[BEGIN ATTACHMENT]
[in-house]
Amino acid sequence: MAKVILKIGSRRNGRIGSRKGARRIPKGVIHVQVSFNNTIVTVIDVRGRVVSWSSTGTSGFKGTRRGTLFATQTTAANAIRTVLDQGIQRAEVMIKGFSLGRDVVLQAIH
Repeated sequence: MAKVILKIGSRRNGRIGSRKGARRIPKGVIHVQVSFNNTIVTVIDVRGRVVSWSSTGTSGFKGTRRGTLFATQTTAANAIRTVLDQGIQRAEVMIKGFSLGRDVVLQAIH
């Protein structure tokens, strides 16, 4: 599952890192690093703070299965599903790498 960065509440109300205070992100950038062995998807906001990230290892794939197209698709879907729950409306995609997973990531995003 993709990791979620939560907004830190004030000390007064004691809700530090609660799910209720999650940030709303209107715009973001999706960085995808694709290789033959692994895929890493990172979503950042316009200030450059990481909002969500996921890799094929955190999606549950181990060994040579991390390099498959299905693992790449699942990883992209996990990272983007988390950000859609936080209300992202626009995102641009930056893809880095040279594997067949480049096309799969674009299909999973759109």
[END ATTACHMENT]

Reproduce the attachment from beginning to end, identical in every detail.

[in-house]
Amino acid sequence: MAKVILKIGSRRNGRIGSRKGARRIPKGVIHVQVSFNNTIVTVIDVRGRVVSWSSTGTSGFKGTRRGTLFATQTTAANAIRTVLDQGIQRAEVMIKGFSLGRDVVLQAIH
Repeated sequence: MAKVILKIGSRRNGRIGSRKGARRIPKGVIHVQVSFNNTIVTVIDVRGRVVSWSSTGTSGFKGTRRGTLFATQTTAANAIRTVLDQGIQRAEVMIKGFSLGRDVVLQAIH
């Protein structure tokens, strides 16, 4: 599952890192690093703070299965599903790498 960065509440109300205070992100950038062995998807906001990230290892794939197209698709879907729950409306995609997973990531995003 993709990791979620939560907004830190004030000390007064004691809700530090609660799910209720999650940030709303209107715009973001999706960085995808694709290789033959692994895929890493990172979503950042316009200030450059990481909002969500996921890799094929955190999606549950181990060994040579991390390099498959299905693992790449699942990883992209996990990272983007988390950000859609936080209300992202626009995102641009930056893809880095040279594997067949480049096309799969674009299909999973759109």